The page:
“A family concert based on We’re Going on a Bear Hunt and featuring much-loved household names Michael Rosen and Tony Ross drew in a willing and high-spirited audience for this afternoon Prom, many with their own teddy bears in tow. … With the structure established and the audience willingly chanting along with the refrain, the Bear Hunt story was extended to take in a concert’s worth of adventures, each new place or discovery another obstacle along the way in the hunt. Along with the traditional mud, river, and dark cave, then, we encountered a great gate (Mussorgsky’s), a mountain king (Grieg’s) and the bear, eventually, was snoozing to a Britten Nocturne. This was an adventure where Pirates of the Caribbean rubbed shoulders with Tchaikovsky’s Russian dancers, and the pieces were well chosen, with plenty of contrast and no piece too long. … The Liverpool Philharmonic Children’s Choirs led the participatory sections, and shone in Ian Stephens’ The Forest, to original words by Rosen. … As the bear hunters beat a hasty retreat near the end of the concert, we were treated to a medley with snippets of each preceding piece, masterfully put together, during which each picture was shown again in reverse order.”
(Amanda Dean, www.bachtrack.com)

“Rosen himself led the way from a lectern at the front of the stage, reading those words that have become familiar to millions of parents and children – ‘We’re going on a bear hunt; we’re going to catch a big one; we’re not scared…’ – but with suitable moments of adaptation to fit this musical occasion. Providing that music was the Royal Liverpool Philharmonic Orchestra, its colourfully clad ranks swelled for the day by clearly thrilled members of the West Everton Children’s Orchestra – an ensemble that is the result of the wonderful In Harmony Liverpool organisation. Behind the orchestra stood the Royal Liverpool Philharmonic Children’s Choir – in fine vocal fettle and equipped with a full complement of accompanying actions. … At its best, this was a brilliantly conceived and performed Prom, rounded off by a masterful medley of all the works we’d heard throughout the previous hour, as the bear-hunting family ran back home through the various obstacles it had met on its way (you’ll have to read the book…).”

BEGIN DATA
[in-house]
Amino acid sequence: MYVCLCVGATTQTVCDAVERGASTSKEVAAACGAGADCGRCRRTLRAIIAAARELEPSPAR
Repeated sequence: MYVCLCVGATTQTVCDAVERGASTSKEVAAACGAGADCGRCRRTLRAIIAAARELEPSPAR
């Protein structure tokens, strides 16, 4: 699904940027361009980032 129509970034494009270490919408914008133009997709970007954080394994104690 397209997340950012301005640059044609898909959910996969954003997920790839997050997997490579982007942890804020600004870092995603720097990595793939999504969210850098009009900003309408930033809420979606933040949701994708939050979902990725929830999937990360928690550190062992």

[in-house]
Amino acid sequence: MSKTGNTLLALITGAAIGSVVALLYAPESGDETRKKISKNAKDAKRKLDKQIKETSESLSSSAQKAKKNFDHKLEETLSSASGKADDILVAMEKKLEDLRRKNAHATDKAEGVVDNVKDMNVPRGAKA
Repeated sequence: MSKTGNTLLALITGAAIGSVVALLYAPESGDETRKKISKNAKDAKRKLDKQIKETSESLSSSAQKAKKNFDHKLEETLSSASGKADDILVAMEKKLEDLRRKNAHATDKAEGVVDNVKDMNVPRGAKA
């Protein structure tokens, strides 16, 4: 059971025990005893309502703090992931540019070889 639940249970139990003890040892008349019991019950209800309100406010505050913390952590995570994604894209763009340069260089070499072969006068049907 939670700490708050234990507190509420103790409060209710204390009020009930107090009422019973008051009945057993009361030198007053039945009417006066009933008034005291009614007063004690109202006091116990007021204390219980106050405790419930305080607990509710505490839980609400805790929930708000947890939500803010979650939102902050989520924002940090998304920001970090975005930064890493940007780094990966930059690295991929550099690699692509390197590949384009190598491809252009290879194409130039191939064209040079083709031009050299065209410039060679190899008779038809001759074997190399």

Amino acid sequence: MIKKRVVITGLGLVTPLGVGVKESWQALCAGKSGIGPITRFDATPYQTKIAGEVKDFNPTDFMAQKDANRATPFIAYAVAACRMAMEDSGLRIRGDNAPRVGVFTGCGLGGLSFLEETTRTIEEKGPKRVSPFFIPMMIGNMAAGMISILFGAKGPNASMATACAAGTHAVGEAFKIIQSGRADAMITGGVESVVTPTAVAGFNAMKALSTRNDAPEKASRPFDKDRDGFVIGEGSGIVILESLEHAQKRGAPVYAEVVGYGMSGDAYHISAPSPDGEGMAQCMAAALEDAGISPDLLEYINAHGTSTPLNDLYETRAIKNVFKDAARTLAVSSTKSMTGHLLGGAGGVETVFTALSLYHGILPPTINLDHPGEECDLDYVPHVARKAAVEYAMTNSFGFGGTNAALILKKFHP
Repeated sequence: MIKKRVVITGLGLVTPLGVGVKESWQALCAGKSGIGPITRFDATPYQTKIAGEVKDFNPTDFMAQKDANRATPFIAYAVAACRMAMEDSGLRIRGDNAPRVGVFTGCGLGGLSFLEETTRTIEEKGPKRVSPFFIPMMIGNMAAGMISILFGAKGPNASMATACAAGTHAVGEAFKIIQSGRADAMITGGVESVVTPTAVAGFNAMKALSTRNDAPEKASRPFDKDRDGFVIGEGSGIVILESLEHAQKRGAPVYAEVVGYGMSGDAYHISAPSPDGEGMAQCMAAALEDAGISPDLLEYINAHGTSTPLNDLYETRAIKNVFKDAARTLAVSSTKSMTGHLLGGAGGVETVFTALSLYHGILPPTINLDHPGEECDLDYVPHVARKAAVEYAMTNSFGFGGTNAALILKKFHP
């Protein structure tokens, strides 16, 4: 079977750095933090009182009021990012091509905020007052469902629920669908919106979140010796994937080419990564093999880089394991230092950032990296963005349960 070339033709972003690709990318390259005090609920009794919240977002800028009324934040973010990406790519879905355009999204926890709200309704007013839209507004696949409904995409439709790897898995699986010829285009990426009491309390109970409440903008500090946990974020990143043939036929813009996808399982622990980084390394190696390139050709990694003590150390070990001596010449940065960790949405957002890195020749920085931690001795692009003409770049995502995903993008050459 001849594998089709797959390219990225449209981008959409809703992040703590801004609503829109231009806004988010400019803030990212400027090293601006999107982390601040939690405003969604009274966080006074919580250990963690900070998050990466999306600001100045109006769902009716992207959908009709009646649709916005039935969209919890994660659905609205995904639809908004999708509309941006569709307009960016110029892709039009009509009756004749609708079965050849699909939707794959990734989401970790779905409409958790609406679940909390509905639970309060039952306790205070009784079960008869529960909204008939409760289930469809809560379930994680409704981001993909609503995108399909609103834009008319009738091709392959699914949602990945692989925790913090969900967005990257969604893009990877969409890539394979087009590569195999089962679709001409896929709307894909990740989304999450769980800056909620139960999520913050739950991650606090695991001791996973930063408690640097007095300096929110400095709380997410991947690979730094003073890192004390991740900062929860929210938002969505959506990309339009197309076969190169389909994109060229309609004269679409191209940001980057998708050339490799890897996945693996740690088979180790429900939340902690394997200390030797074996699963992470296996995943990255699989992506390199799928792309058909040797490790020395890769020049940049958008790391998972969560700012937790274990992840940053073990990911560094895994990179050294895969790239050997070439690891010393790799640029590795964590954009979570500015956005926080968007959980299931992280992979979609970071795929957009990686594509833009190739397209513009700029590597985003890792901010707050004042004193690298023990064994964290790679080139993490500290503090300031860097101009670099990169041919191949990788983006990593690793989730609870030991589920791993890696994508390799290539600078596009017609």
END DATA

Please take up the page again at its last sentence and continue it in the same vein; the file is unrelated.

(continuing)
(Jeremy Pound, www.classical-music.com)

“The adventure, as found in Rosen’s book, was expanded so that we heard not only the traditional wavy grass (swishy swishy!), swampy mud (squelch squelch!) and swirling whirling snowstorm (hoooo woooo!) – set to a vividly pictorial score by Ian Stephens – but also pirates, mermaids, a great gate and a king found deep under a mountain, to mention but a few. Ian Stephens’s score answered a commission by the Royal Liverpool Philharmonic in 2009, and this version, written for a larger orchestra with two extra ensembles, remains a favourite amongst the Phil’s audiences.”